Two state entities, Colombo Commercial Fertilisers Ltd and Ceylon Fertilisers Company Ltd will be merged as the National Organic Fertiliser and Distribution Company to facilitate and increase solid and liquid organic fertiliser production, according to an Agriculture Ministry memorandum.
Ceylon Fertiliser Company currently imports chemical fertiliser, producing quality fertiliser mixture and marketing, distributing through an island-wide network of warehouses while Colombo Commercial Fertilisers Ltd is in the wholesale distribution of chemical fertilisers.
Measures have been taken to merge these two entities and bring them under the Green Agriculture Operative Centre which has been established under the direction of Defence Staff Chief and Army Commander Gen. Shavendra Silva.
President Gotabaya Rajapaksa has decided to set up this Centre to systematically and sustainably fulfill the priorities identified to make Sri Lanka a ‘green’ country, official sources said.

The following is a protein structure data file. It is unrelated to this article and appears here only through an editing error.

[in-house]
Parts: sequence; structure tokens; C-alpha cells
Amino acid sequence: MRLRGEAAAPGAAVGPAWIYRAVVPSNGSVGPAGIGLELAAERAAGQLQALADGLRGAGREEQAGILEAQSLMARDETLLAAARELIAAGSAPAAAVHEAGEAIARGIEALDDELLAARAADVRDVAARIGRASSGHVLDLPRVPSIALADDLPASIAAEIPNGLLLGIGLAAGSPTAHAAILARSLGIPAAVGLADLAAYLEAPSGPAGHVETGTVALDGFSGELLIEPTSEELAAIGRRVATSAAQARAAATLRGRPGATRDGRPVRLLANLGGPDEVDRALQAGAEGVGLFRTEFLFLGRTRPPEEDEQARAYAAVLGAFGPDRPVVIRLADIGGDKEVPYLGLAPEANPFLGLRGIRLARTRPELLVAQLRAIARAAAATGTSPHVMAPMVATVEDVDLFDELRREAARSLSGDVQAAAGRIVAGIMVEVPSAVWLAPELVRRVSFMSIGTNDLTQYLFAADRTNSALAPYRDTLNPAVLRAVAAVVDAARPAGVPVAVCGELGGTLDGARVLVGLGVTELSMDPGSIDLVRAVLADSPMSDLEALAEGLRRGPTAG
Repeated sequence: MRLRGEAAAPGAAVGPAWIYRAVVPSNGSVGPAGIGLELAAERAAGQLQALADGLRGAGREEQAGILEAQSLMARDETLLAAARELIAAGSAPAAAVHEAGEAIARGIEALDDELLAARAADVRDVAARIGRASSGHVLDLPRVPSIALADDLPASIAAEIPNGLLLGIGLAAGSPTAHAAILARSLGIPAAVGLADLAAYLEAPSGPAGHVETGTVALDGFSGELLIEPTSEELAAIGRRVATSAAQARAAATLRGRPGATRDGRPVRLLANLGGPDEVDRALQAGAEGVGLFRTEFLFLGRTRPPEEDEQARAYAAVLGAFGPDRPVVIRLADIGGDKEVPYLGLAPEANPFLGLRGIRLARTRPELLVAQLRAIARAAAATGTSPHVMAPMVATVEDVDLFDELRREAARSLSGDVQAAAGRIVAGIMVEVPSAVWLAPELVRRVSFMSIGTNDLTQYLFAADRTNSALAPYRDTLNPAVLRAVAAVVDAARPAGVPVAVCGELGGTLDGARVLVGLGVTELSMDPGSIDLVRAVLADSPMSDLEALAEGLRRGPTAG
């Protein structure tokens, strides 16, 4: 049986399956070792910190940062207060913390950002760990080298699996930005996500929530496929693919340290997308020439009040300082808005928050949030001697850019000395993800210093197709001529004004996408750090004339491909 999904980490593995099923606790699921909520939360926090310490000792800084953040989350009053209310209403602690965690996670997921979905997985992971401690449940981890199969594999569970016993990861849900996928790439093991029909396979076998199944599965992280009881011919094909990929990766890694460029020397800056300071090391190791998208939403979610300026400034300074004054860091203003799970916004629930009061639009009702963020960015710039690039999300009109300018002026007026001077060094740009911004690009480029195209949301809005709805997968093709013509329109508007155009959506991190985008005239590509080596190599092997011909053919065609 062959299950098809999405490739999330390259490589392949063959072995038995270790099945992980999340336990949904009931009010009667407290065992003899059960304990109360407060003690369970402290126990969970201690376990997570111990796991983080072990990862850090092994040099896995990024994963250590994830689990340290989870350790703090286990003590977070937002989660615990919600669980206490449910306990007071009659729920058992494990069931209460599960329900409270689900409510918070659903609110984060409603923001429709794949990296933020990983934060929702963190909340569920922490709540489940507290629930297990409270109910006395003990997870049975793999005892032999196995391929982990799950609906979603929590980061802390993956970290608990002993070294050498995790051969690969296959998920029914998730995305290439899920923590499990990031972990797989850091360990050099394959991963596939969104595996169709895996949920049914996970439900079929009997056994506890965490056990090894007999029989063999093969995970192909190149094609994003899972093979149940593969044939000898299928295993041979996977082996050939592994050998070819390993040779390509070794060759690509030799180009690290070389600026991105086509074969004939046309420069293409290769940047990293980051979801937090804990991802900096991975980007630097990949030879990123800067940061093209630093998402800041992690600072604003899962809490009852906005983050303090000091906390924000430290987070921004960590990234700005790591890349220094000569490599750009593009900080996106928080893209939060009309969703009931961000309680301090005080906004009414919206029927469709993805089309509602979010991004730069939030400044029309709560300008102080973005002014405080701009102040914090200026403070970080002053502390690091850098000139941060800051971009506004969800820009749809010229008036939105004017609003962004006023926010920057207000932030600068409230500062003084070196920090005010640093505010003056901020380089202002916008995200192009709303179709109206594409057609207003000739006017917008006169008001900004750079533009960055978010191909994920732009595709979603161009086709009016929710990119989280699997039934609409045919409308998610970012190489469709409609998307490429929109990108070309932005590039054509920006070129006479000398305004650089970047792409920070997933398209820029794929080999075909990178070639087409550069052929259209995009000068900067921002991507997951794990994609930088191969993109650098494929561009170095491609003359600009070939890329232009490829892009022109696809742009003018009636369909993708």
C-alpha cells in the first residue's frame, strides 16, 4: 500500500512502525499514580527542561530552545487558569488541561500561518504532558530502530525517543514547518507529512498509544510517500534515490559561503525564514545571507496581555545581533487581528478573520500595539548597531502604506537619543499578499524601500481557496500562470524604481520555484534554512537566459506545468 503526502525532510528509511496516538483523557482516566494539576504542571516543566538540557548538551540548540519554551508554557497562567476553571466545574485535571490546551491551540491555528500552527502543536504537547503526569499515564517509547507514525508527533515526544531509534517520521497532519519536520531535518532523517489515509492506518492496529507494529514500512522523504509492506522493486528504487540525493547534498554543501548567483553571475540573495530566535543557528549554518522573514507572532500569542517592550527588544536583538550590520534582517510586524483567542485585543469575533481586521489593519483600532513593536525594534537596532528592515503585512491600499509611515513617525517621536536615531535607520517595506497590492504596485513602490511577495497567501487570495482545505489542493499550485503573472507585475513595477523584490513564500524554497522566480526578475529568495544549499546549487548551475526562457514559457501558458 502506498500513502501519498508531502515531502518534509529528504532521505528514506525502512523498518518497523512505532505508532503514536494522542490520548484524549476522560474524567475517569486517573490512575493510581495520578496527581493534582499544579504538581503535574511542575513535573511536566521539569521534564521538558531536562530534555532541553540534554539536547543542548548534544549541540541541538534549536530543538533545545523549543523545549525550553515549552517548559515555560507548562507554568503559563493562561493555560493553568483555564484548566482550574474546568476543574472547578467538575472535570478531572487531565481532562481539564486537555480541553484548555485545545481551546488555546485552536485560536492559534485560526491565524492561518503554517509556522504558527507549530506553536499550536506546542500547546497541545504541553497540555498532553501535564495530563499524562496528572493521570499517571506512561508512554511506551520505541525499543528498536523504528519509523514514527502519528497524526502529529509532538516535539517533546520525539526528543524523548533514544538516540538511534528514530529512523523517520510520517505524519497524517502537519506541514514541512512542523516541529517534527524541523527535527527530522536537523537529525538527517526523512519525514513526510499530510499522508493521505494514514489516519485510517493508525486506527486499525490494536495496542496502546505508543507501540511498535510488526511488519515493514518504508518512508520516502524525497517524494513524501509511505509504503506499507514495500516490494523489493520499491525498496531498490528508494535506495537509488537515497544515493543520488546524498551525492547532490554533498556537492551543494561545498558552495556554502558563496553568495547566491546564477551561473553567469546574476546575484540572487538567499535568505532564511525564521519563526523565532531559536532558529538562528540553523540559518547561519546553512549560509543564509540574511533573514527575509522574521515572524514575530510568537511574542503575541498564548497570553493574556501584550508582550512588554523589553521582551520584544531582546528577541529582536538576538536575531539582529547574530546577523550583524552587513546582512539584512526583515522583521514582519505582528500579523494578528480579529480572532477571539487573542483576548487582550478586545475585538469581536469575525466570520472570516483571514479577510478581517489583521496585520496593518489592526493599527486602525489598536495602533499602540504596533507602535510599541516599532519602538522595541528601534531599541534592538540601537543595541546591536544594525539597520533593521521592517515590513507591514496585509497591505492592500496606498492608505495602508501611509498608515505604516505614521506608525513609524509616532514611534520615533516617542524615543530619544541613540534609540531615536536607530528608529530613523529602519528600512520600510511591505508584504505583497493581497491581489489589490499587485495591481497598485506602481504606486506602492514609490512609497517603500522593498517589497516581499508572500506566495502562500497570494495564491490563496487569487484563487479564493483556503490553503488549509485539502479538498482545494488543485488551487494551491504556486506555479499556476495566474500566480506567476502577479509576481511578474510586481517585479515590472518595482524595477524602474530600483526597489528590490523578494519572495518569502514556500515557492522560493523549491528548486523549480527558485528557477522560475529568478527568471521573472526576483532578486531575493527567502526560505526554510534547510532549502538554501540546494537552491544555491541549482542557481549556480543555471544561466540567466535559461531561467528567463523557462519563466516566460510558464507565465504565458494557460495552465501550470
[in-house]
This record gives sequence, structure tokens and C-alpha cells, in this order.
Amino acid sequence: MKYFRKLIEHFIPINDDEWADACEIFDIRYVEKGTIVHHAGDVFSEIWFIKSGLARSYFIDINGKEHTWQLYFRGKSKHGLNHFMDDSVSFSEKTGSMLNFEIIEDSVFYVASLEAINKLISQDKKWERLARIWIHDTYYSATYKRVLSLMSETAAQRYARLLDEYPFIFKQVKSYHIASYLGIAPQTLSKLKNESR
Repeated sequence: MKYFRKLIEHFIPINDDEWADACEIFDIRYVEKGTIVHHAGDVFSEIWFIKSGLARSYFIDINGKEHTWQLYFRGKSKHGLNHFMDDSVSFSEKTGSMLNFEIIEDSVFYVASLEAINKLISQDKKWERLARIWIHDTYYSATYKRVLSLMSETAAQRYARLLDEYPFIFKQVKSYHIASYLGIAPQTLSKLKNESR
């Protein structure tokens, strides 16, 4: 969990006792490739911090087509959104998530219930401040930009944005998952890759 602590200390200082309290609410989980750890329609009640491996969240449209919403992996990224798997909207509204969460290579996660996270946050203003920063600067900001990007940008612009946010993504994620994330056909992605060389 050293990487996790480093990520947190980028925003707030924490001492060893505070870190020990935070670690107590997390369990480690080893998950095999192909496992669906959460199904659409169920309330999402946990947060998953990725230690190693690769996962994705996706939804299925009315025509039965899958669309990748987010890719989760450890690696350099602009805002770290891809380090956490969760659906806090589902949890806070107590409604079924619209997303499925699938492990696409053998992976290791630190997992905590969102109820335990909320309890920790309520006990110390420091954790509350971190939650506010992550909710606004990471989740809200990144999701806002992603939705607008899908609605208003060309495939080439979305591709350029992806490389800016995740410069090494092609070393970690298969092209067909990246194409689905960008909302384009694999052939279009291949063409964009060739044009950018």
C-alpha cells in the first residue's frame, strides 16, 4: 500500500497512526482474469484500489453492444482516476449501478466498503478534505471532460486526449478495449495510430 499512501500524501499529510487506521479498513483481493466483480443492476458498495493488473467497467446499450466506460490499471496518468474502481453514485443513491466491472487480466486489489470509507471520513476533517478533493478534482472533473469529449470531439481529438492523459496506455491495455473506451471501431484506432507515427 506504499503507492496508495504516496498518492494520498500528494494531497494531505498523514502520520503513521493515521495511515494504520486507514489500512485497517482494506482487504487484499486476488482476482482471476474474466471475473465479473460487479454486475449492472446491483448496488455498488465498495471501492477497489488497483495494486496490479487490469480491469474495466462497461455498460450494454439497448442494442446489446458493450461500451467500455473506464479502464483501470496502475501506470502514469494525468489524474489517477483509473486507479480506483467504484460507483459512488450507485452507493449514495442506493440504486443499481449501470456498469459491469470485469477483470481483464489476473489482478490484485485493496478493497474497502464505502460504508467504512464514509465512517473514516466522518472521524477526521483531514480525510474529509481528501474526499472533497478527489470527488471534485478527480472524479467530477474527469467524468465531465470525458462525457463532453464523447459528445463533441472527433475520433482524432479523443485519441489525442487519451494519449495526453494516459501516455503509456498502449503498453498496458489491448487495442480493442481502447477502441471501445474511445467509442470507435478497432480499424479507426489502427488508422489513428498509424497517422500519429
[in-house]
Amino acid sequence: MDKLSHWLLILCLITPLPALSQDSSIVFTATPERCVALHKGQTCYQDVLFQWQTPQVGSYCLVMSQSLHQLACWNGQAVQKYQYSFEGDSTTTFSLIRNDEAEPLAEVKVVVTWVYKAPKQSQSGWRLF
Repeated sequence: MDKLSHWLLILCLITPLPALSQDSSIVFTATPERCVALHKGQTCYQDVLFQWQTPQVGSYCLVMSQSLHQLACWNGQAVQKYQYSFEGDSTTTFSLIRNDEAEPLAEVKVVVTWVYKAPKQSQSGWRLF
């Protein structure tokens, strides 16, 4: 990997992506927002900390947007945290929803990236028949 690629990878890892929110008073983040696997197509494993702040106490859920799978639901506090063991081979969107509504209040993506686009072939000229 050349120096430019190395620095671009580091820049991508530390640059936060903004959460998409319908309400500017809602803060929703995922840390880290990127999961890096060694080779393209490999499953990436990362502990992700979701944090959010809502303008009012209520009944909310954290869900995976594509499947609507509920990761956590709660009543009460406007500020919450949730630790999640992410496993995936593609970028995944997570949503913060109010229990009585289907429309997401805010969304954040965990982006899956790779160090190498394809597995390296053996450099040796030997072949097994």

The other functions of this centre are the encouragement of production of solid and liquid organic fertilisers, providing it free of charge to farmers, fulfilling the local demand in the district, accelerating the production of paddy, maize and other grains, fruits and vegetables, promotion of quality seeds and seedlings suitable for green agriculture.
It will coordinate all officials from the highest level to the ground level involved in agriculture, distribution of food crop products and the promotion of health education and communication programmes on organic food consumption.
In addition arrangements are being made to establish a chemical fertiliser company operating under the Ministry of Industries to produce Triple Super Phosphate TSP, the Ministry memorandum divulged.
It has also been planned to manufacture Single Super Phosphate as a substitute to Triple Super Phosphate (TSP) by using Apatite of the Eppawala deposit to mix with organic fertiliser as a nutrient, it added.
The demand for phosphorus in the country is between 125,000 and 175,000 metric tons and the Ministry of Agriculture is confident that this requirement can be met gradually using the Eppawala phosphate deposit.
The production of Single Super phosphate (SSP) will replace importing Triple Superphosphate (TSP) which costs around USD 57 million annually.